Learning to Slow Down

I have always been fond of using a motor drive on my camera. I enjoyed the sound of the whirling shutter, and the ability to shoot off 5-7 frames per second in order to stop motion. What I soon discovered was that I was not using this technology in an effective manner.  Yes, I was shooting lots and lots of frames, but what was I achieving? Lots and Lots of mistakes and an occasional acceptable image. Well, that’s not what I had hoped to accomplish with this ability to shoot multiple frames in rapid succession.
I had read that one of the best ways to  learn from your mistakes is to “slow down”.  Obviously, this raised a lot of questions for me.  I have NEVER been one to do anything slowly.  My mind is always racing in many directions, I multi-task very well, and I even walk at a very fast pace, although I tend to think that everyone else just walks slowly 🙂  The point being that the act of “slowing down” was as foreign to me as speaking 10 different languages at once.
I learned that slowing down meant different things to different people, but what It meant to me was this.  BEFORE I pressed the shutter release, I had to make sure that the viewfinder did not contain distracting elements.  This included objects which drew my eye from my subject, like bright highlights.  It also included making sure not to chop off important elements, ie: an arm or leg.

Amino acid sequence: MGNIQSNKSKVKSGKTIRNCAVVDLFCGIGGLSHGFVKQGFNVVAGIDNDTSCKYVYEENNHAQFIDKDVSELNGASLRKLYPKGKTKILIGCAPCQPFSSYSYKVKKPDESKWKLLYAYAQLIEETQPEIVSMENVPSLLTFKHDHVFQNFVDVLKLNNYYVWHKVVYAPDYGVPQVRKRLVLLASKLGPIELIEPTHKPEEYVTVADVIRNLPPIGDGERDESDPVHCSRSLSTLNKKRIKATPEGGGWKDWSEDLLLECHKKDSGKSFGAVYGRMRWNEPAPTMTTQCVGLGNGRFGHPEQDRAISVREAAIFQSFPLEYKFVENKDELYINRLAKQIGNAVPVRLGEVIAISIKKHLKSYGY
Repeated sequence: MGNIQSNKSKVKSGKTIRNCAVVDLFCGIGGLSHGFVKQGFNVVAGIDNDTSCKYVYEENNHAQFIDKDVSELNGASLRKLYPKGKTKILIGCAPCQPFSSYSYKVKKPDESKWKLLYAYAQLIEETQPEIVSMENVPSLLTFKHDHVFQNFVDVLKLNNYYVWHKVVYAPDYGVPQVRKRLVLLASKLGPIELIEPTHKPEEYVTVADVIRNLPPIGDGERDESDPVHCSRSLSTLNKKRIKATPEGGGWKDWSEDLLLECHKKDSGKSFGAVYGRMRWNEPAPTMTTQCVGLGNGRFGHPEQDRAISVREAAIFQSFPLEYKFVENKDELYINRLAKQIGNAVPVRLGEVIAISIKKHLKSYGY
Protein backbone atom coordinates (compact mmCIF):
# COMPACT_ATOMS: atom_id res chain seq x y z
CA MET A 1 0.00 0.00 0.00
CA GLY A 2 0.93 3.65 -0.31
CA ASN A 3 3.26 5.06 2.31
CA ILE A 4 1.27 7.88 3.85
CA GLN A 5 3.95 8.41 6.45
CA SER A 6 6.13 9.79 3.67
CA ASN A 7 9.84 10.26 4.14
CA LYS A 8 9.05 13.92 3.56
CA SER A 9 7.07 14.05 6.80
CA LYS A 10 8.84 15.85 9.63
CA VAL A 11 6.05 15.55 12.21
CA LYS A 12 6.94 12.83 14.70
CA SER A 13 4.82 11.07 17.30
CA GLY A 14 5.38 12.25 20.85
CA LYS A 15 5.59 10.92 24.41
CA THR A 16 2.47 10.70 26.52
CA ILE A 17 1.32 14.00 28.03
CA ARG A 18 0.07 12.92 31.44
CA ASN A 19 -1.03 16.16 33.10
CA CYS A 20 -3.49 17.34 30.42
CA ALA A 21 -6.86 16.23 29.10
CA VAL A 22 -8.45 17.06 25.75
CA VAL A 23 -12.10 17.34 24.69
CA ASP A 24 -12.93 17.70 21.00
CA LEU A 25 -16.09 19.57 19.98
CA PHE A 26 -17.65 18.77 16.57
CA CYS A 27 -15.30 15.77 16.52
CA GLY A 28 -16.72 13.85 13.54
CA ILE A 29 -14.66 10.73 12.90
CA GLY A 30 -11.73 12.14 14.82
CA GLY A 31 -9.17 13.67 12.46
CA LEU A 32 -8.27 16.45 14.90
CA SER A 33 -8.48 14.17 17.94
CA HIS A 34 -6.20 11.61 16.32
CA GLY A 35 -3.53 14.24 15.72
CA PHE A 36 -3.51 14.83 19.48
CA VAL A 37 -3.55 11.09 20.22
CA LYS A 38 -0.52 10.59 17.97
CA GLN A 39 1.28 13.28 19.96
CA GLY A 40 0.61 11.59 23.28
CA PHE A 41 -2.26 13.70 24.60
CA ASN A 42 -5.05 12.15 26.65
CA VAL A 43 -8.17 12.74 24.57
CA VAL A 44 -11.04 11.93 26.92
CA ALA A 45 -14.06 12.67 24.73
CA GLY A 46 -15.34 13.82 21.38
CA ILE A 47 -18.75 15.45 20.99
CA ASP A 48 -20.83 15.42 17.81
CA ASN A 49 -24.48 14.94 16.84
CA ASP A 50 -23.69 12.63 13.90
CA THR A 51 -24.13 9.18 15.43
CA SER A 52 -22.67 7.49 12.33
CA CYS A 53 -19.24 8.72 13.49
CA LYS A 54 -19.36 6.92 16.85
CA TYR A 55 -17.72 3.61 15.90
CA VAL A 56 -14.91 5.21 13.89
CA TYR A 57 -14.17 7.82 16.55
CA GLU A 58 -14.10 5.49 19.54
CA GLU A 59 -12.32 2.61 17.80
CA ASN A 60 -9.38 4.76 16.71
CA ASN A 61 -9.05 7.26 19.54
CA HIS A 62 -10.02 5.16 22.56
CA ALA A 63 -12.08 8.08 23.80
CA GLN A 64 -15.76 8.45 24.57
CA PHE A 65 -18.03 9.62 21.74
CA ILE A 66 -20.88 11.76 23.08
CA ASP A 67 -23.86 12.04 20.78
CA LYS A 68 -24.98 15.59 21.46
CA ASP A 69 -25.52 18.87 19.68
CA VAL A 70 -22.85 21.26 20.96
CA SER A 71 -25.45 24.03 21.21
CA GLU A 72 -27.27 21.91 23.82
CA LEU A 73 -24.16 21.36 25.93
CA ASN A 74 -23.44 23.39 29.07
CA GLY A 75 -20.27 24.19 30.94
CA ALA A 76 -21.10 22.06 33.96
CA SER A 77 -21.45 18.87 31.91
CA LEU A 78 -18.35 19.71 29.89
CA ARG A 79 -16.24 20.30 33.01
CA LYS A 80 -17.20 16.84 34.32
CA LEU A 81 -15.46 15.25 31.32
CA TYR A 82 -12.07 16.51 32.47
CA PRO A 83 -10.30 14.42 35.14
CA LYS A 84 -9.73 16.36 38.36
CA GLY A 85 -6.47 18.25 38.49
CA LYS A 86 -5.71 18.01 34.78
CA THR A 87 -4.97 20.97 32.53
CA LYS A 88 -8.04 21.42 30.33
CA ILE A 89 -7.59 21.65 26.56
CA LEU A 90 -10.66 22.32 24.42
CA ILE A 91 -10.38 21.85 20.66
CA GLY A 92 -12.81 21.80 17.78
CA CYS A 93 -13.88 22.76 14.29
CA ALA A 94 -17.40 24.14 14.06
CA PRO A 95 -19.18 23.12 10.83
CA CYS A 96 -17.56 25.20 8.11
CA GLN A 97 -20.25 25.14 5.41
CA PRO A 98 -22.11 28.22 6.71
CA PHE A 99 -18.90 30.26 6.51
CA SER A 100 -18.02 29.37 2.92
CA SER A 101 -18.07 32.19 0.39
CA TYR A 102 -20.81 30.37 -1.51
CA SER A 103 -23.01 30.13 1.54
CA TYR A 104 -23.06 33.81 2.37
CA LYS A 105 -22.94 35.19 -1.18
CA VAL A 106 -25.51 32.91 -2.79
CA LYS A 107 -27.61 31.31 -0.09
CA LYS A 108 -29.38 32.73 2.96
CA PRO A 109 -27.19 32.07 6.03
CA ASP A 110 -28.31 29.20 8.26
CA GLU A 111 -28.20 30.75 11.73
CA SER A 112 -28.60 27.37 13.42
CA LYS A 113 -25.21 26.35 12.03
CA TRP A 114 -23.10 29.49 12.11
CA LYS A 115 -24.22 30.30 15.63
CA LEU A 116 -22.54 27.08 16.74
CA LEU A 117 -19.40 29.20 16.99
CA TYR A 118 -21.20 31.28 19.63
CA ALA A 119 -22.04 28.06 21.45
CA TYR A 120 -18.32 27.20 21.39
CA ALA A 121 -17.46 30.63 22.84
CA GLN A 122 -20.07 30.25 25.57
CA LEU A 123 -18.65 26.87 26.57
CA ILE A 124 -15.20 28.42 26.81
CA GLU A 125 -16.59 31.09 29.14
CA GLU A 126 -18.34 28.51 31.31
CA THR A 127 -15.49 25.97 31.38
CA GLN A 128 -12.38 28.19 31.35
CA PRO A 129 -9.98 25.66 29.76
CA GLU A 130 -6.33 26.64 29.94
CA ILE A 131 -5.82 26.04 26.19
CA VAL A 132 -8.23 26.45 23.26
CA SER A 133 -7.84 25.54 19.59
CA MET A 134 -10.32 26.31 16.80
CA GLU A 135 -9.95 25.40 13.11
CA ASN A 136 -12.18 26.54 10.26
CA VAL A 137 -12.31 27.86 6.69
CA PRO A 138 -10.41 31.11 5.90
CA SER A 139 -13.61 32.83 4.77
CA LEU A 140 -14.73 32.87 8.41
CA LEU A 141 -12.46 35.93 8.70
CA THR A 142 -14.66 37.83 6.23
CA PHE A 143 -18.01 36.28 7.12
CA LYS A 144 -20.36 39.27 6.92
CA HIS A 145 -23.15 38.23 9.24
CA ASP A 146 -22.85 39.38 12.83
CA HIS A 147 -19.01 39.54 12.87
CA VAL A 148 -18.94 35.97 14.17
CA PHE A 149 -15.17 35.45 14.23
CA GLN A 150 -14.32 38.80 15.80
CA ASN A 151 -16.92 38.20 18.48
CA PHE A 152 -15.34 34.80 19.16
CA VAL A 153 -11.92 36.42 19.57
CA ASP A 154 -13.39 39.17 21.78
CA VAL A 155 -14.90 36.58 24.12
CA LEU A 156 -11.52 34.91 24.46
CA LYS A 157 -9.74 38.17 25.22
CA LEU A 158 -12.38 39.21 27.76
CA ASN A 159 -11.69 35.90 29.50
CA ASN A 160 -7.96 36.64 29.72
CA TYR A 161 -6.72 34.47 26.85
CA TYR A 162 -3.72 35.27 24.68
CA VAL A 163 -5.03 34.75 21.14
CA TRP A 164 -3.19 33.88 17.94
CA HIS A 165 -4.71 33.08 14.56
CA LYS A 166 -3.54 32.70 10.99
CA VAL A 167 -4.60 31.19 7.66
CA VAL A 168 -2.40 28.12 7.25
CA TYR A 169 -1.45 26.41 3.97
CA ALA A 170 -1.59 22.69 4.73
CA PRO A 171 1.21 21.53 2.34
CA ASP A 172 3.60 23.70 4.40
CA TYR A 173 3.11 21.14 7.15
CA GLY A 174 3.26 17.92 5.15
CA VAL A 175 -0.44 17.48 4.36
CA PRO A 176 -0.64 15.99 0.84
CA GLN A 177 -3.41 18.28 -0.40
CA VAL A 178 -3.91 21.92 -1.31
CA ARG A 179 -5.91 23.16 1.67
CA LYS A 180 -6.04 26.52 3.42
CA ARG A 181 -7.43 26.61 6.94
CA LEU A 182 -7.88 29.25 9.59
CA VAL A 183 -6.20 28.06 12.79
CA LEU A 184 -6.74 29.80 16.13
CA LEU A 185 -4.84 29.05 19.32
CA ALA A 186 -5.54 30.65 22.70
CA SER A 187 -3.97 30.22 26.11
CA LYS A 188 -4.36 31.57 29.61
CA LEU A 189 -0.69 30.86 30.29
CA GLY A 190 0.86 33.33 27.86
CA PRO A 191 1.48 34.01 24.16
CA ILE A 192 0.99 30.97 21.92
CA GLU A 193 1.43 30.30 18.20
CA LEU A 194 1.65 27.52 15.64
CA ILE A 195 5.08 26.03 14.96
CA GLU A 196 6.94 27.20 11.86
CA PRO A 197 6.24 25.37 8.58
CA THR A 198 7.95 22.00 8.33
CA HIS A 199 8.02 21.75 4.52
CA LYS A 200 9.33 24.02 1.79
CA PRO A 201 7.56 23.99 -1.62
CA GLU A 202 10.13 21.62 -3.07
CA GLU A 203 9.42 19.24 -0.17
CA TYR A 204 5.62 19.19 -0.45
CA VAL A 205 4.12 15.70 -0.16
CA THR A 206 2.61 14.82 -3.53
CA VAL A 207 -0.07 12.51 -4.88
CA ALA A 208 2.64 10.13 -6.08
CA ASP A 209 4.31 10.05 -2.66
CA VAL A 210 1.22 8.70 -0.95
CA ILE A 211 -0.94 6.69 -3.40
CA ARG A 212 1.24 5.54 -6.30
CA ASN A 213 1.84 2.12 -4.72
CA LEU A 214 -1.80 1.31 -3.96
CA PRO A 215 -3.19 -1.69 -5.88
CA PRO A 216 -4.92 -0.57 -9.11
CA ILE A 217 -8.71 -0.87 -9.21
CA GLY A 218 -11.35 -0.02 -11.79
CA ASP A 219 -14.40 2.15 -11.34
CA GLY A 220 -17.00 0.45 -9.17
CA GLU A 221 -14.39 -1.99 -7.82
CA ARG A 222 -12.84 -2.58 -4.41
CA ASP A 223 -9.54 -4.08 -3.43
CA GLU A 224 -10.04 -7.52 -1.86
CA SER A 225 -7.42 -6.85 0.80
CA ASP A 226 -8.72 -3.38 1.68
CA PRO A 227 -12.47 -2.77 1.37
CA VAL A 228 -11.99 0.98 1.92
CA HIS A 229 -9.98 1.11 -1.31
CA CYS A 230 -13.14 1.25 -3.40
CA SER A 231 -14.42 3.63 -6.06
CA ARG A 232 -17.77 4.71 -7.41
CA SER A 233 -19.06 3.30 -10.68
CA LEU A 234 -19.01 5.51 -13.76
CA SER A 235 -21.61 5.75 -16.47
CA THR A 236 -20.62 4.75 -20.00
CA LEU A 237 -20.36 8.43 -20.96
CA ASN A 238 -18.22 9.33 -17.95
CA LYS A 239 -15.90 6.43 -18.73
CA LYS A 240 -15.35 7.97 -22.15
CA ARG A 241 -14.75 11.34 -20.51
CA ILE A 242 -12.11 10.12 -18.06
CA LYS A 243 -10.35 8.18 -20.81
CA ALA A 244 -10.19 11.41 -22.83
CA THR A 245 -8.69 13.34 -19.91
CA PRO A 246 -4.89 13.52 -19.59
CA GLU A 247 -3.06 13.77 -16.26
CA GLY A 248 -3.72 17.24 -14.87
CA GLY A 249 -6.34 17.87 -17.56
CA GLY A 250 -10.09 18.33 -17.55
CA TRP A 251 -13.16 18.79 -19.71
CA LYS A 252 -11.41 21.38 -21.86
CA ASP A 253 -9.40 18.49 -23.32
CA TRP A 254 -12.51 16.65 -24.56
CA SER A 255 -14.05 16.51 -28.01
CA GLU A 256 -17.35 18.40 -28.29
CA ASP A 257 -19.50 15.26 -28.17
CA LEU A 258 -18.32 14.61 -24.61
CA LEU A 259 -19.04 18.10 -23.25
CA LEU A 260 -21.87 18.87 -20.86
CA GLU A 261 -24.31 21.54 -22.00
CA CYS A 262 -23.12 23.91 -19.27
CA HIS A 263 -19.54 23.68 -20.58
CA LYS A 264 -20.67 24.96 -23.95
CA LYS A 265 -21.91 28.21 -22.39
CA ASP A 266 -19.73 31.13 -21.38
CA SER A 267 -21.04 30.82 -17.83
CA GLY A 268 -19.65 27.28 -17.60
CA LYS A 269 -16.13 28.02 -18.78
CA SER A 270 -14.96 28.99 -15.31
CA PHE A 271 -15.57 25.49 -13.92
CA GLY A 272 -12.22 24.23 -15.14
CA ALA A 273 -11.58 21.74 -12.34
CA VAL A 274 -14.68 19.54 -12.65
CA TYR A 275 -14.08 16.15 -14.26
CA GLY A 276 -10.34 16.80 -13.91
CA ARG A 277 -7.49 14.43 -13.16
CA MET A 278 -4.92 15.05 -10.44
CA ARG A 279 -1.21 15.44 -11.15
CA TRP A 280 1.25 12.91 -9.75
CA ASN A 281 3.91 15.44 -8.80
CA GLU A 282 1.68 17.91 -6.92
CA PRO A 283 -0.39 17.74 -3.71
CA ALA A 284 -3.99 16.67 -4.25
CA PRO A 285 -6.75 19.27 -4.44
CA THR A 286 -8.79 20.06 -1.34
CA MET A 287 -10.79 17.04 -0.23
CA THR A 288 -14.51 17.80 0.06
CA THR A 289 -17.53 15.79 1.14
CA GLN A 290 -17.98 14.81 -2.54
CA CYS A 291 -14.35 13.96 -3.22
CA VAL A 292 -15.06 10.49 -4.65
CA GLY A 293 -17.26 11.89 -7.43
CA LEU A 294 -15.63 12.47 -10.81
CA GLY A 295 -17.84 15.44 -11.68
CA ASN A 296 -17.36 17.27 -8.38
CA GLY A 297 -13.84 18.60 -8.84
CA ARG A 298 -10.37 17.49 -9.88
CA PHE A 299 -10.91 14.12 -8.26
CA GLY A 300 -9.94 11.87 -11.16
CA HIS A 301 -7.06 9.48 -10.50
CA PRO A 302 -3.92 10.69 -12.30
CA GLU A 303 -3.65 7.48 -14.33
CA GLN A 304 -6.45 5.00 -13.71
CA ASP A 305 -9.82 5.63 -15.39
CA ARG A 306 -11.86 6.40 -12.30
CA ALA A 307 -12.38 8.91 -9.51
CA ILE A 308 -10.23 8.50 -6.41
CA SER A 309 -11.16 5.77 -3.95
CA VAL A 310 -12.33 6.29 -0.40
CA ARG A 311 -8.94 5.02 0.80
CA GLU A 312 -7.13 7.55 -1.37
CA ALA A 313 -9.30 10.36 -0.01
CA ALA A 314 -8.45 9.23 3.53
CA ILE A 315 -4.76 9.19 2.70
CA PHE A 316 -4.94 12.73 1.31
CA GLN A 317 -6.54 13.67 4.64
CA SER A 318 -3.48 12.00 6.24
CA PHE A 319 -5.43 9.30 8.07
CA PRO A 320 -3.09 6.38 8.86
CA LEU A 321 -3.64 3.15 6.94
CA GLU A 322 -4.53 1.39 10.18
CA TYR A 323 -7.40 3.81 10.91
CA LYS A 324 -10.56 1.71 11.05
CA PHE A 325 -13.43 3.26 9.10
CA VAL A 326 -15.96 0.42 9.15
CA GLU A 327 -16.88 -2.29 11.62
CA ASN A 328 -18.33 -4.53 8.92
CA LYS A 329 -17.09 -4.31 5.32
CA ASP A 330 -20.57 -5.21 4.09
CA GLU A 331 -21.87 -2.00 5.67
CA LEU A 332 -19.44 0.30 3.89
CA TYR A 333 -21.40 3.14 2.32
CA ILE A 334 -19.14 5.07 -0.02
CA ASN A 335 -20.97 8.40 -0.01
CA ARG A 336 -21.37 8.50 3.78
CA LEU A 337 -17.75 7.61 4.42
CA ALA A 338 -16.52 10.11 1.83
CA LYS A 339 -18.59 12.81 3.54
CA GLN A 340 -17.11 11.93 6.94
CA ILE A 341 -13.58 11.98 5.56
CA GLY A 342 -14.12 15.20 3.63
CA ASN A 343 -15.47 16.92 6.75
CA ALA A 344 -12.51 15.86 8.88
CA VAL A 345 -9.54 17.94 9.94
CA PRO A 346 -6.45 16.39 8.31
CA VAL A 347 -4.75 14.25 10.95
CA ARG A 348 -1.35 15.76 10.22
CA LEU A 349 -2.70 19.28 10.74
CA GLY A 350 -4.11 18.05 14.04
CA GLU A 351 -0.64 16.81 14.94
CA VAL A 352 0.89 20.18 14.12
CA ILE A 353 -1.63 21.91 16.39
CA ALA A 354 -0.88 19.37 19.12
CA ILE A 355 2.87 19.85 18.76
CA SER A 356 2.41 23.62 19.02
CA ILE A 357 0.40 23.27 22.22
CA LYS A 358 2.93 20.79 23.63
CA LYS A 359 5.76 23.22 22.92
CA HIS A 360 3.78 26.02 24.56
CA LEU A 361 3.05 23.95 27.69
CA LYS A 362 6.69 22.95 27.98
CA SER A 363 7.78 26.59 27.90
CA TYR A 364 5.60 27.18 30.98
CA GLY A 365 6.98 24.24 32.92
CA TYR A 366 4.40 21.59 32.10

The act of slowing down was something I had to teach myself, and to this day, it remains a ritual I go through when I put my eye to the viewfinder.  The most valuable aid, for me, is the tripod.  I know, the dreaded tripod, but it is true.  Taking the time to set it up and get comfortable takes time and effort.  I had to teach myself that this was going to help me, and not hinder my experience, after all, this was supposed to be fun.
I know a lot of photographers who use tripods, a lot of photographers who use monopods, and a lot of photographers who don’t use either one.  For me, using a tripod has been, by far, the best tool in my arsenal.  Not only does it help me to slow down, heck, it forces me to slow down, but the benefits of using one far outweigh the excuses of not using one.  The benefits for me are numerous:  ability to shoot at any aperture/shutter speed combination, cleaner and more carefully planned compositions, and sharper images. 
Another benefit of using a tripod is that I can take my hands off the camera, step back, and think about what I am doing. When I am shooting wildlife I pretty much always shoot on Aperture Priority (one sets the aperture on the camera and the camera chooses the corresponding shutter speed).  There are times where I shoot completely manual, depending on my environment and the subject.  Using a tripod allows me to make intelligent decisions and experiment with different settings.  I have, honestly, become more comfortable using a tripod than not using one.  I enjoy the freedom to experiment, the freedom to be creative, and the freedom to be the one making the choices. 
If you want to improve your photography, my advice to you is, “Learn to Slow Down”, however that looks to you.

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